Authors: Rayven T. Hill
Tags: #Mystery, #Thriller, #Suspense
He snapped open the collar and removed a padlock hanging through a hoop in the leather band, the key still in it. “Hold still,” he said. She meekly obeyed. He wrapped the collar around her neck, and fastened the lock through a metal loop, clicked it shut, and removed the key. He stood back and surveyed her, cocking his head to one side, stuffing the key in his pocket.
“That should do it,” he said.
“Are . . . are you going to leave me here?” she managed to ask, looking at the floor, avoiding his eyes.
He raised her chin so she was forced to look at him. “I don’t know what I’m going to do. You have to stay here for now. Maybe not long. Maybe a long time. I don’t know. It’s your fault, you know.”
He grabbed a horse blanket tossed across a stall door, and threw it her way. “This will keep you warm. You need to keep warm. And you’ll need to sleep.”
In a moment, he was gone, his short legs carrying him swiftly across the barn floor, closing the door behind him as he left.
Thursday, August 11th, 6:00 PM
JAKE plopped the packet of steaks down on the end of the barbecue. He admired them. Red juicy and thick, just as he liked them.
The Master Chef barbecue was already hot, flame licking at the grate, the smell of charcoal filling the air. A container of tangy barbecue sauce was ready when needed. A pot of coffee was busy percolating on the side burner.
A few feet away, a solid homemade picnic table was covered with a plastic cloth, the table piled high with paper plates, utensils, salads, and other summertime treats.
A pair of large speakers on the deck was softly pumping out the mellow voice of Johnny Cash singing about a ring of fire. Somewhere far away the rumble of a lawnmower could be faintly heard.
Matty was running around the back yard, chasing a soccer ball. Annie and her mother stepped out the back door, carrying more plates of food. They arranged them on the already over-loaded table.
“There’s enough food there for an army,” Jake said, eyeing the table.
Andy Roderick glanced over to where Jake was looking. His wife and his daughter were both good cooks, and he always enjoyed these little get-togethers. Of course, lots of food was always a bonus. He grinned at Jake. “Well, I for one am going to eat more than my share.”
Annie’s father was fairly tall, unlike Annie and her mother Alma. And, unlike his wife, he spoke softly most of the time. His looks were a bit deceiving. He could be mistaken for the CEO of a major firm, a banker, or a high-flyer on Wall Street. He was none of those, but content to manage his small trucking company, doing mainly local deliveries.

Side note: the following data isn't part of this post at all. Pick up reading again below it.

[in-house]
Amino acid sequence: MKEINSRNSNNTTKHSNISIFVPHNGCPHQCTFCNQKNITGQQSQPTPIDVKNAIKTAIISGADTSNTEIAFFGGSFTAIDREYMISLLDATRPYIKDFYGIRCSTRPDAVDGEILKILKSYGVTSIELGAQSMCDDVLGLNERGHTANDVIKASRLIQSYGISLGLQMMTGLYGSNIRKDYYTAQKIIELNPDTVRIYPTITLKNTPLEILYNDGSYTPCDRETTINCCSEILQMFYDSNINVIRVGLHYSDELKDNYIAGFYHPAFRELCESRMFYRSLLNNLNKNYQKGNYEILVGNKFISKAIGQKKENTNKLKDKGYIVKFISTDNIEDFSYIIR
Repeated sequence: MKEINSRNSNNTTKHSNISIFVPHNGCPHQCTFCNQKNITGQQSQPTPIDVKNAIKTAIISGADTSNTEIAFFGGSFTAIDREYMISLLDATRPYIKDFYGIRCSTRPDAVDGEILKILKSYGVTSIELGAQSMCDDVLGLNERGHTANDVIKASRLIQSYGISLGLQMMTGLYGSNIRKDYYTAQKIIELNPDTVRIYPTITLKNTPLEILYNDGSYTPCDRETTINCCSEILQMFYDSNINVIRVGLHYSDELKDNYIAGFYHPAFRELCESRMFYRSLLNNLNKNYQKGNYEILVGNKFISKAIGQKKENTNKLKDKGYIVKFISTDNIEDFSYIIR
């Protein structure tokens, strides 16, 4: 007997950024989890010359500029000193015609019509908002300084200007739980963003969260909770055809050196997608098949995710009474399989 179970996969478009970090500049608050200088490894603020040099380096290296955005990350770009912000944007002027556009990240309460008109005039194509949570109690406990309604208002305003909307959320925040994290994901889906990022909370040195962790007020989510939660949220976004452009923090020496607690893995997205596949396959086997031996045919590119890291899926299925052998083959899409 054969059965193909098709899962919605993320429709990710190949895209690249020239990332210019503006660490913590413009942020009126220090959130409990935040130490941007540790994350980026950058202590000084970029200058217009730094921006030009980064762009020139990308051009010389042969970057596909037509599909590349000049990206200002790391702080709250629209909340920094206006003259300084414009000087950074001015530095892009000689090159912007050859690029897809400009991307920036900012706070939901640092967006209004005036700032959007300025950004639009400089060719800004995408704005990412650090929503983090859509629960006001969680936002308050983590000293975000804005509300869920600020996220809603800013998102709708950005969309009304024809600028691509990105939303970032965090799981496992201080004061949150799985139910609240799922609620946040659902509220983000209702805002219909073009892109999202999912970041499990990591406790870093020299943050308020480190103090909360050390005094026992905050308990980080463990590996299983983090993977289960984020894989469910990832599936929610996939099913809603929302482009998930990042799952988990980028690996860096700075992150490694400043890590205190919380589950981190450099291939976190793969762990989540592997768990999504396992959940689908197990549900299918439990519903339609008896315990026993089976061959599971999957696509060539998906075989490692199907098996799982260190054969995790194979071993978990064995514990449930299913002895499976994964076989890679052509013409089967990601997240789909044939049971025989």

Matty came running up. “Grandpa, come and play soccer with me.”
Andy looked down at Matty and grinned. “Sure Mate,” he said, taking the offered ball and kicking it toward the back fence. They chased after the ball.
Annie approached Jake as he was dropping the last steak onto the sizzling grill. “As soon as those are ready,” she said, “we can eat.”
Jake looked over his shoulder. Annie’s mother was fiddling with something at the table. He grinned at Annie. “So far, it’s been a wonderful night.”
Annie slugged him on the shoulder. “Just be good.”
Andy had brought a six-pack of Corona. Jake took another swig of his first. “I’ll try.”
In a few minutes, the steaks were done to juicy perfection. They took a seat at the table. Jake thanked the Good Lord for the food and they all dove in.
Matty was chattering away about having too much homework. Annie and Alma were talking about some boring stuff the guys had no interest in, while Jake and Andy discussed the state of the Union, football, and Thrush’s new bright red “mad hot” performance mufflers.
Jake’s cell phone buzzed in his pocket. He stood and moved away from the chatter at the table. “Hello?”
“Oh Jake, it’s Amelia James.” She spoke fast, excited. “I tried your regular number but got voice mail, so I called your cell. It’s Jenny! She called! She’s ok, but I don’t know where she is.”
“Try to calm down, Mrs. James,” he said. “Do you remember exactly what she said?”
“She just said, ‘It’s Jenny, I’m ok, but don’t know where I am.’ That’s all she said, and then it went quiet. She was gone, but it sounded like the line was still open. And then, I heard a voice. A man’s voice. He swore, and then I was disconnected, and I heard a dial tone. I dialed star 69, but it was a private number and I couldn’t return the call.”
“That really is good news Amelia. It’s been almost two weeks, and she’s still safe somewhere. We’ve been following a few leads. Nothing firm yet, but we’re still confident we’ll find her.”